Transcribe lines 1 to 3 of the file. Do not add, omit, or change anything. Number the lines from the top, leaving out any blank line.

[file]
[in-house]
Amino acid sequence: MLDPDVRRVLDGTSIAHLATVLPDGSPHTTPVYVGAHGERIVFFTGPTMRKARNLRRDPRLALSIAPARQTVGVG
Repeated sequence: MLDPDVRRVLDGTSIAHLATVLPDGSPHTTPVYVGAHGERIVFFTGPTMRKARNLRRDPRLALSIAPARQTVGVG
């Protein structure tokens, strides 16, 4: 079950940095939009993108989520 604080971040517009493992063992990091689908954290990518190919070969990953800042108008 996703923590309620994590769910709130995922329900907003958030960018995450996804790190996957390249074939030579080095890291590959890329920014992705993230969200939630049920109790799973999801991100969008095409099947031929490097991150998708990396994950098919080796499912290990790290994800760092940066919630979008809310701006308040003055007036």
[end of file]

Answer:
[in-house]
Amino acid sequence: MLDPDVRRVLDGTSIAHLATVLPDGSPHTTPVYVGAHGERIVFFTGPTMRKARNLRRDPRLALSIAPARQTVGVG
Repeated sequence: MLDPDVRRVLDGTSIAHLATVLPDGSPHTTPVYVGAHGERIVFFTGPTMRKARNLRRDPRLALSIAPARQTVGVG